A Children should get free dental treatment, even if they eat sweets which cause dental decay.
B Heart disease sufferers who can afford to pay for health treatment should not receive free treatment.
C Smokers who cannot afford to pay for health care should be allowed free treatment when they are ill.
D People who are injured in car accidents should receive free treatment regardless of whether they were wearing a seat belt.
E Motor cyclists whose head injuries are caused by not wearing a crash helmet should make a financial contribution to their treatment.
Answer: E – the underlying principle is patients should pay towards self-inflicted diseases.
As you can see, they’re really putting emphasis on thinking skills and reasoning.
What does this mean?
First the good news- three fewer questions in the same time means slightly less time pressure. Assuming 5 mins to check at the end, the average time per question in section 1 has gone from 94 to 103 seconds. Also, there are no super long questions with huge paragraphs of text and numbers, which were not only unfair for students but also ate up the time quickly.
Now the not-so-good news, which no-one seems to be talking about. There is nothing to suggest the questions you’ll face will be as hard or easy as before, so now is not the time to relax! In other words, if the questions are harder then they will take longer, and the extra time will be used up. Therefore:
Top tip #1: practice with the old time constraints to give yourself even more time in the real thing.
Be wary of past papers and use updated resources
Past papers will still contain old question styles and have three extra questions, so keep this in mind. You can either remove the questions or keep them (they’ll still test the skills you need).
The BMAT website has an updated section 1 paper for reference, and here at 6med we have been working hard (from home) to update our BMAT resources for you!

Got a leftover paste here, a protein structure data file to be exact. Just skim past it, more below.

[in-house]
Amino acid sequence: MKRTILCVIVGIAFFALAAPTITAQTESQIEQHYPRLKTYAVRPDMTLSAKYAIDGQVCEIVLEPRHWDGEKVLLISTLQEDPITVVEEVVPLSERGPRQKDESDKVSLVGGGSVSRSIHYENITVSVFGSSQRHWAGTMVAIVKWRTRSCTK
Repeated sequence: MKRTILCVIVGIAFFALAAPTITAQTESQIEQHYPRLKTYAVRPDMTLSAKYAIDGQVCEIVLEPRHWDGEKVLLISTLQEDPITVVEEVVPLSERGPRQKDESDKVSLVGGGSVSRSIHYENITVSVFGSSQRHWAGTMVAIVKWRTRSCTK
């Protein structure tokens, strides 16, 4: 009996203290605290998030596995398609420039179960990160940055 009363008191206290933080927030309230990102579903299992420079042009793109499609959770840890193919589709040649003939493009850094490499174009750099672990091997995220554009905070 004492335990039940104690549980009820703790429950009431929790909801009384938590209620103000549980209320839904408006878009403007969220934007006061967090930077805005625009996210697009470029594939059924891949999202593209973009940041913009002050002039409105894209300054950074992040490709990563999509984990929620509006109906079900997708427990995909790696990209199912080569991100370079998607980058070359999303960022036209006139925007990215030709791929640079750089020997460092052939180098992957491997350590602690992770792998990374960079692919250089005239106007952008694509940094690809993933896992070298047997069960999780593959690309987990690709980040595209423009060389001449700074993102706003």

Devote your time to the assessed material
The 32 questions in Section 1 are neatly split into two sections: problem-solving (“numbers”) and critical thinking (“words”). But what is assessed in these two sections?
|16 problem solving questions||16 critical thinking questions|
|- Relevant Selection|
- Finding Procedures
- Identifying Similarity
|- Identifying the Main Conclusion
- Drawing Conclusions
- Identifying Assumptions
- Assessing the Impact of Additional Evidence
- Detecting Reasoning Errors
- Matching Arguments
- Applying Principles
According to the BMAT powers, the questions will be “presented roughly in order of difficulty, with the different types of Problem Solving and Critical Thinking questions interspersed throughout the test.” Therefore,make sure you’re devoting time to each of these skills. To really put your performance under a magnifying glass, our top tip is:
Top tip #2: match the section 1 questions you do to the relevant section and skill so you can see where you might need some extra work, and maybe extra time in the test
So now you know how section 1 has changed and what you can do. But also remember the other two sections are just as important – for updated BMAT resources check out our BMAT bundle if you’re interested!